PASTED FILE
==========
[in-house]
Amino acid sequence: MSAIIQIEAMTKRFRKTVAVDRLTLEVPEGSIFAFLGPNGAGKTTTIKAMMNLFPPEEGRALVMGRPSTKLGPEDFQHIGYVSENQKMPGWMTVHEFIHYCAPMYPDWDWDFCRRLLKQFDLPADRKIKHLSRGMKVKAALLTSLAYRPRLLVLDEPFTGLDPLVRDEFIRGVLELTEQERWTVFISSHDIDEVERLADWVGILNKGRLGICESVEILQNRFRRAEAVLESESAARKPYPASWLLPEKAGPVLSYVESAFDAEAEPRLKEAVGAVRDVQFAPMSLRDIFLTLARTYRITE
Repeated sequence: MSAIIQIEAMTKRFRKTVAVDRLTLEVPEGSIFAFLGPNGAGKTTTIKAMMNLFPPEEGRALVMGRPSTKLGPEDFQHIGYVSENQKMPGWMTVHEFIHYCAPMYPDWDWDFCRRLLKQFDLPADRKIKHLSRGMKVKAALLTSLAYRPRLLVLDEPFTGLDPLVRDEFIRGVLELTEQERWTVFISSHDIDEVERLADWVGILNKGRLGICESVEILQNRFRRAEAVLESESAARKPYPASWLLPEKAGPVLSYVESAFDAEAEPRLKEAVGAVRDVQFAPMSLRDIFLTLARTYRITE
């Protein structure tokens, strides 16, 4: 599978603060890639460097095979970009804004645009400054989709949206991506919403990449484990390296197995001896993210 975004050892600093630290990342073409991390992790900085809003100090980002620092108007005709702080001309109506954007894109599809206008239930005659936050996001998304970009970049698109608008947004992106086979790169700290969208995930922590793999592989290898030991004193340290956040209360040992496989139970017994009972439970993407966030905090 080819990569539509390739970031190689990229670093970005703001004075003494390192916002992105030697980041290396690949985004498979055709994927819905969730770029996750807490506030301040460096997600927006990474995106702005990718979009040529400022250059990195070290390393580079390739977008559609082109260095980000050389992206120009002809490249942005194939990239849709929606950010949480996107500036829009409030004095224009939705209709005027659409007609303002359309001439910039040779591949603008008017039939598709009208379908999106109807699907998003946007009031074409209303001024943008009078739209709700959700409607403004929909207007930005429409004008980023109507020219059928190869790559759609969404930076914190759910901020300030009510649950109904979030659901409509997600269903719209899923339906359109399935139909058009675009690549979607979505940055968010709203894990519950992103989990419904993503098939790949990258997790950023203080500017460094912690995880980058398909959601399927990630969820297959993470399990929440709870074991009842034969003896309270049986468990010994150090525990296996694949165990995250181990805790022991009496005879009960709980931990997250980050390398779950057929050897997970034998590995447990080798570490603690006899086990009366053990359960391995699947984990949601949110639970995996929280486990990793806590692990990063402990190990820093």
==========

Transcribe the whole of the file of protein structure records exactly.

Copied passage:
[in-house]
Amino acid sequence: MSAIIQIEAMTKRFRKTVAVDRLTLEVPEGSIFAFLGPNGAGKTTTIKAMMNLFPPEEGRALVMGRPSTKLGPEDFQHIGYVSENQKMPGWMTVHEFIHYCAPMYPDWDWDFCRRLLKQFDLPADRKIKHLSRGMKVKAALLTSLAYRPRLLVLDEPFTGLDPLVRDEFIRGVLELTEQERWTVFISSHDIDEVERLADWVGILNKGRLGICESVEILQNRFRRAEAVLESESAARKPYPASWLLPEKAGPVLSYVESAFDAEAEPRLKEAVGAVRDVQFAPMSLRDIFLTLARTYRITE
Repeated sequence: MSAIIQIEAMTKRFRKTVAVDRLTLEVPEGSIFAFLGPNGAGKTTTIKAMMNLFPPEEGRALVMGRPSTKLGPEDFQHIGYVSENQKMPGWMTVHEFIHYCAPMYPDWDWDFCRRLLKQFDLPADRKIKHLSRGMKVKAALLTSLAYRPRLLVLDEPFTGLDPLVRDEFIRGVLELTEQERWTVFISSHDIDEVERLADWVGILNKGRLGICESVEILQNRFRRAEAVLESESAARKPYPASWLLPEKAGPVLSYVESAFDAEAEPRLKEAVGAVRDVQFAPMSLRDIFLTLARTYRITE
């Protein structure tokens, strides 16, 4: 599978603060890639460097095979970009804004645009400054989709949206991506919403990449484990390296197995001896993210 975004050892600093630290990342073409991390992790900085809003100090980002620092108007005709702080001309109506954007894109599809206008239930005659936050996001998304970009970049698109608008947004992106086979790169700290969208995930922590793999592989290898030991004193340290956040209360040992496989139970017994009972439970993407966030905090 080819990569539509390739970031190689990229670093970005703001004075003494390192916002992105030697980041290396690949985004498979055709994927819905969730770029996750807490506030301040460096997600927006990474995106702005990718979009040529400022250059990195070290390393580079390739977008559609082109260095980000050389992206120009002809490249942005194939990239849709929606950010949480996107500036829009409030004095224009939705209709005027659409007609303002359309001439910039040779591949603008008017039939598709009208379908999106109807699907998003946007009031074409209303001024943008009078739209709700959700409607403004929909207007930005429409004008980023109507020219059928190869790559759609969404930076914190759910901020300030009510649950109904979030659901409509997600269903719209899923339906359109399935139909058009675009690549979607979505940055968010709203894990519950992103989990419904993503098939790949990258997790950023203080500017460094912690995880980058398909959601399927990630969820297959993470399990929440709870074991009842034969003896309270049986468990010994150090525990296996694949165990995250181990805790022991009496005879009960709980931990997250980050390398779950057929050897997970034998590995447990080798570490603690006899086990009366053990359960391995699947984990949601949110639970995996929280486990990793806590692990990063402990190990820093």